Heinz’s ketchup & mayo condiment, ‘Mayochup’ gets joked online. It means sh**face in Cree

Grand Chief Jonathan Solomon, Mushkegowuk Council, Kashechewan First Nation, shared Mayochup translates to sh**face. On May 8, the first bottles of ‘Mayochup’ — a mix of mayonnaise and ketchup created by the Kraft Heinz company — made their way onto the shelves in Canada. (Kraft Heinz Co. / Facebook)

Grand Chief Jonathan Solomon, Mushkegowuk Council, Kashechewan First Nation, who says Mayochup translates to sh--face or sh-- on my face, is getting a lot of laughs

Update: Michael Mullen, SVP of Corporate Affairs from the Kraft Heinz Company responded to Indian Country Today's request for comment:

"We have heard about the unfortunate translation of Mayochup in Cree, and the only thing we want our consumers, whichever dialect of Cree they speak, to have on their faces this summer is our newest condiment mash-up," said Kraft Heinz spokesman Michael Mullen in an emailed statement.

On May 8, the first bottles of ‘Mayochup’ — a mix of mayonnaise and ketchup created by the Kraft Heinz company — made their way onto the shelves in Canada. 

While the actual popularity of the potential condiment may not yet be known, one thing is certain, according to Grand Chief Jonathan Solomon, Kashechewan First Nation, who sent a Facebook post to the CBC radio host Waubgesig Rice, confirmed that Mayochup translates to sh**face or sh** on my face.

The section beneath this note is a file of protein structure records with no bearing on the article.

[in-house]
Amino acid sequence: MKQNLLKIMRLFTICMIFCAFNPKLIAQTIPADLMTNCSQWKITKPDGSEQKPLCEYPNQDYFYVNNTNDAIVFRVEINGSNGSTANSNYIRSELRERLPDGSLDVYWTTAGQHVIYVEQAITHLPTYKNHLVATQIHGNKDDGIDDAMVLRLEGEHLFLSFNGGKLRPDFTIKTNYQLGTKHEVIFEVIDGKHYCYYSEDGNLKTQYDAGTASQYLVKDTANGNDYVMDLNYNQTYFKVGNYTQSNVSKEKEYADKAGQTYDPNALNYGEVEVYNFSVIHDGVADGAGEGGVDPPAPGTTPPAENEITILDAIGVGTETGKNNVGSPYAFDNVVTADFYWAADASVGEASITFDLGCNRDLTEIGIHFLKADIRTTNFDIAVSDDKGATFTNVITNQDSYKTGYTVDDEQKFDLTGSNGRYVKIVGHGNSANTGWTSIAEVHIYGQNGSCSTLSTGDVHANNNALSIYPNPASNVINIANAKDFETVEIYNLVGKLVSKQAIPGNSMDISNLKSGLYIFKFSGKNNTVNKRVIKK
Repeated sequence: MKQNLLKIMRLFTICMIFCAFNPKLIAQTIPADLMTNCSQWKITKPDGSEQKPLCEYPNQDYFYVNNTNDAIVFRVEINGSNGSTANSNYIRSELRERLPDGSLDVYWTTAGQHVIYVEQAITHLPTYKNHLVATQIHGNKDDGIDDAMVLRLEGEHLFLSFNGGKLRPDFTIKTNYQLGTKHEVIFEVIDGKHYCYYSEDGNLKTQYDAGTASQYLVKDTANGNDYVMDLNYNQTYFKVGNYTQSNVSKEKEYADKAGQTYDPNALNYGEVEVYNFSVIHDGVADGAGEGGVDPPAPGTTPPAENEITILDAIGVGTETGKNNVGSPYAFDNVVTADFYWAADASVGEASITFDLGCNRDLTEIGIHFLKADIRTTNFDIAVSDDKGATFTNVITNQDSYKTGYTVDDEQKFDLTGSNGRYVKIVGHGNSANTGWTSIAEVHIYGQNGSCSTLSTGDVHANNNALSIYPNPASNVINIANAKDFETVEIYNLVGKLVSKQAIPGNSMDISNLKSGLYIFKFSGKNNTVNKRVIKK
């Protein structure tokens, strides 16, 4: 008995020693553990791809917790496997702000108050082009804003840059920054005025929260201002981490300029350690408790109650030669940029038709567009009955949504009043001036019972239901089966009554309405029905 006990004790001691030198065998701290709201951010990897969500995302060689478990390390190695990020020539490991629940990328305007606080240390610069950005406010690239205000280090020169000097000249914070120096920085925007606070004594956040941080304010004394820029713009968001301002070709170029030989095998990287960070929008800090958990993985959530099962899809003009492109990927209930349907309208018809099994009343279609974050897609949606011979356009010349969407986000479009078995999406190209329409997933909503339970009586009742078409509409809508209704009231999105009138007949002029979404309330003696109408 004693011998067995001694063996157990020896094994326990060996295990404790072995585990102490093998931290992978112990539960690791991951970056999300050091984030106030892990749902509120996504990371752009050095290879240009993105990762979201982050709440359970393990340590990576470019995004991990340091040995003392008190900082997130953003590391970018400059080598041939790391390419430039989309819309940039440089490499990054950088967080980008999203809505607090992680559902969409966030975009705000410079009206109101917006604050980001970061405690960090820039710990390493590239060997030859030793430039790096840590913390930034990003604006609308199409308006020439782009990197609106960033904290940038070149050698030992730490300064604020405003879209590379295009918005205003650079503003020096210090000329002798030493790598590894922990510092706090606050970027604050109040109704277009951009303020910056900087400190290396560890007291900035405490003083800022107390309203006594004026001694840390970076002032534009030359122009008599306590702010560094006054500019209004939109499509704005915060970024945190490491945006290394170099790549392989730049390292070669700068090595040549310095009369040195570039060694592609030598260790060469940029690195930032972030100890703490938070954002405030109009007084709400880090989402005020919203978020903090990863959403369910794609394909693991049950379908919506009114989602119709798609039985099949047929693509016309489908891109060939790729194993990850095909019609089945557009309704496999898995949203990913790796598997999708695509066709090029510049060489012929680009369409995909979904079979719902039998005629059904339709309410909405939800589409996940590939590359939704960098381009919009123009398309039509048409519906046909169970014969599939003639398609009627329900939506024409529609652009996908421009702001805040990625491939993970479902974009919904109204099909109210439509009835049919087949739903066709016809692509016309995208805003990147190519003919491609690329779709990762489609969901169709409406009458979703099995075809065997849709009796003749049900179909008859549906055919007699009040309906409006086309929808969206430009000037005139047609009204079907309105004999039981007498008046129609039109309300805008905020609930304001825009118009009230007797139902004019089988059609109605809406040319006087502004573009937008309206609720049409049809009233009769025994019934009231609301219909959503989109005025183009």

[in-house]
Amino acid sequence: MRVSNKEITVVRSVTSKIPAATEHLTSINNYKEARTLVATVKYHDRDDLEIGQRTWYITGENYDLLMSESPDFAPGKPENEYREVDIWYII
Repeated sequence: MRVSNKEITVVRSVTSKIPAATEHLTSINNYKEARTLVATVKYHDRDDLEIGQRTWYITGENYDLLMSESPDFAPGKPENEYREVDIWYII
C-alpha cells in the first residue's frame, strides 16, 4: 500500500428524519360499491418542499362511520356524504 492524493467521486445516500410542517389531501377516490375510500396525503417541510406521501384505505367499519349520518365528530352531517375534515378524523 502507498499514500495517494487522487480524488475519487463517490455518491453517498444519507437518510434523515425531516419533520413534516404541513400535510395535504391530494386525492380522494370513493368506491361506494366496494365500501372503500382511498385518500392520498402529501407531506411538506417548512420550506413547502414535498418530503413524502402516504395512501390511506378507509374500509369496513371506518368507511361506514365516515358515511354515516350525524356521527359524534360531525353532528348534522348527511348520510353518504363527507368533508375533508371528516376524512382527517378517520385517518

As a result of the Chief’s message, Rice posted to Twitter: “I have some important information to distribute about Mayochup, first shared with me by Jonathan Solomon of Kashechewan First Nation.”

Chief Solomon’s message said to Rice, “This new sandwich spread whatever it is. They called it Mayochup, in Cree it means Sh**face, lol.”

Soon after Rice’s post about the meaning of Mayochup, people learning about the news were responding with a flurry of sarcasm and laughs.

Grand Chief Solomon told the National Post in an email: 'We the Cree people are laughing about it because of what it means in our language.'

Cree Literacy Network director Arden Ogg told the National Post 'mayo' sounds very similar 'mêyi,' which means 'excrement' in Cree. 'Certainly, the first part refers to excrement or feces, all across the Cree language continuum, which is going to get uproarious laughter,' Ogg said.

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Follow Indian Country Today’s associate editor Vincent Schilling (Akwesasne Mohawk) on Twitter - @VinceSchilling

Email - vschilling@indiancountrytoday.com

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ThunderHorse
ThunderHorse

Good story Vincent! Love reading your articles! A’Ho! ThunderHorse



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